Elizabeth Warren isn’t exactly known for being a shrinking violet. She’s been one of the most vocal opponents of the Trump administration and its cohorts in Congress. We know Warren has gotten under Trump’s thin skin by the number of times he tweets about her using one of his particularly offensive pet names. But it seems back in March, the senator from Massachusetts also ruffled the feathers of her fellow Democrats when it came time to vote on what Warren calls the “Bank Lobbyist Bill”. This “dress down” of some of her colleagues got little attention at the time. No surprise. We were still reeling from the Parkland shooting and probably distracted by some White House shenanigans, and let’s face it, to most people banking is about as exciting as a soap dish.
Not to worry. This story has made its way back into the spotlight. But let’s back up a bit. Why did Warren read the Riot Act to some of her Senate colleagues on the blue side of the aisle? It may have something to do with the fact that almost half of the 26 cosponsors of the bill formally (and might I add hilariously) known as S.2155 - Economic Growth, Regulatory Relief, and Consumer Protection Act, were Democrats, including Heidi Heitkamp (D-ND), Claire McCaskill (D-MO), Doug Jones (D-AL), Joe Manchin (D-WV), Tim Kaine (D-VA), and Mark Warner (D-VA). Why was Warren so outraged by this sudden burst of bipartisanship? Could it be because S.2155, if signed into law, would be the biggest rollback of banking regulations since the financial crisis of the last decade and would eliminate many of the protections put in place by Dodd-Frank?
Warren was right to scold her colleagues and to prompt them to remember that there are real people and families behind the numbers. Let’s remind ourselves of what happened during “The Great Recession” in 2008. According to Warren, because of risky banking practices, almost 9 million people lost their jobs. Workers lost $2.6 trillion from retirement accounts. That amounts to 25% of their savings for someone who worked 20 years. Foreclosures spiked 81%, and 3.1 million notices went out to homeowners across the country telling them they would lose their homes. (Excerpted from Senator Warren’s address on the Senate floor-March 6, 2018) Now Congress and the White House are poised to let this happen all over again.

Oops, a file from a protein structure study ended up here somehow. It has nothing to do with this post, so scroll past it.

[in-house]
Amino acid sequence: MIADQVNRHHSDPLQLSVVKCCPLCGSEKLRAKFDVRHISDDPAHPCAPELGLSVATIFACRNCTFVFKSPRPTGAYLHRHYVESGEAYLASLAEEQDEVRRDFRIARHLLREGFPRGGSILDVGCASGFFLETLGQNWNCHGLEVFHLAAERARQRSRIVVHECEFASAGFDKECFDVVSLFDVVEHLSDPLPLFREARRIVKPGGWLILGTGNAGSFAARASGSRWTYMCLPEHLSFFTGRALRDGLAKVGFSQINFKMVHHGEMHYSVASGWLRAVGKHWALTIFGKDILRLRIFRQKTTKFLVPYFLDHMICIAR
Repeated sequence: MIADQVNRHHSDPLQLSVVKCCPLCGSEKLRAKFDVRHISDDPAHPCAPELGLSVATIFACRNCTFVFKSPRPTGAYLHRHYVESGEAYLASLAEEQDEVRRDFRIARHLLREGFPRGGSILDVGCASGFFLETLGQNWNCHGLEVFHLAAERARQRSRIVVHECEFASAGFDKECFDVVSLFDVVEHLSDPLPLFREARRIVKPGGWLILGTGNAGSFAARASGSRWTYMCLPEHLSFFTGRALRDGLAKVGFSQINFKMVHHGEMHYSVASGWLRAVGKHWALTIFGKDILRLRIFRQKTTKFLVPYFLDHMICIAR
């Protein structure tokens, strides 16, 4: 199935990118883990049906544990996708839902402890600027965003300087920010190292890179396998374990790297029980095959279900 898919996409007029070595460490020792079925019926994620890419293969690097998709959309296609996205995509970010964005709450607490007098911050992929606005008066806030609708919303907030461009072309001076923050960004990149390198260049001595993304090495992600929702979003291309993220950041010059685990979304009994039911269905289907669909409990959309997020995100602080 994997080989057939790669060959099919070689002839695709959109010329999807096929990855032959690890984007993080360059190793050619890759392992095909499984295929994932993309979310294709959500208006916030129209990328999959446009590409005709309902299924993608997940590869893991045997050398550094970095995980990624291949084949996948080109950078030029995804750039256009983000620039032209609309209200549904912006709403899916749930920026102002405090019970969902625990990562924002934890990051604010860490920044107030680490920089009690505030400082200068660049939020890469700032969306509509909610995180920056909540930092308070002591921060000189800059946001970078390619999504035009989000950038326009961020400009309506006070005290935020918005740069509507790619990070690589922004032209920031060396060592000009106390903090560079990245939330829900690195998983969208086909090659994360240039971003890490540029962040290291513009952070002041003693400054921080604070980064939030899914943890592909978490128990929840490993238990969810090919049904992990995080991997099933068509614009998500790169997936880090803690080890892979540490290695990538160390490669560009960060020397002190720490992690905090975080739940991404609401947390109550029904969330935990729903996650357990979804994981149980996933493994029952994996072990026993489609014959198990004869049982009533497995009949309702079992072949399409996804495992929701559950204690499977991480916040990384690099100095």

A Brief Overview of Dodd-Frank
Dodd-Frank Wall Street Reform and Consumer Protection Act was signed into law by President Obama in 2010 in response to the financial crisis of 2007-2008. The legislation which was introduced by Representative Barney Frank (D-MA) and Senator Chris Dodd (D-CT), contained the most significant changes to financial regulations since the Great Depression. The changes affected all federal financial regulatory agencies and almost every part of the nation's financial services industry. Dodd-Frank established the Consumer Financial Protection Bureau (CFPB), which from the time it was formed to April 2017 "returned almost $12 billion to 29 million consumers and imposed about $600 million in civil penalties,” according to former CFPB director Richard Cordray. (Cordray left the position in 2017 and is now running for governor in OH. Mick Mulvaney, yes that Mick Mulvaney, is the current acting director.) Dodd-Frank didn’t just regulate banks and hedge fund managers. Provisions in Title XV of the act require the Securities Exchange Commission to report on mine safety “by gathering information on violations of health or safety standards, citations and orders issued to mine operators, number of flagrant violations, value of fines, number of mining-related fatalities, etc., to determine whether there is a pattern of violations”. Also included in Title XV is a mandate for the SEC to monitor what are known as “conflict materials”, such as tin, tungsten, and gold in places like the Democratic Republican of Congo where armed groups are benefiting from the sale of such commodities. Title V of Dodd-Frank addresses the insurance industry. One of its provisions includes “monitoring the extent to which traditionally under-served communities and consumers, minorities, and low-and moderate-income persons have access to affordable insurance (except health insurance).”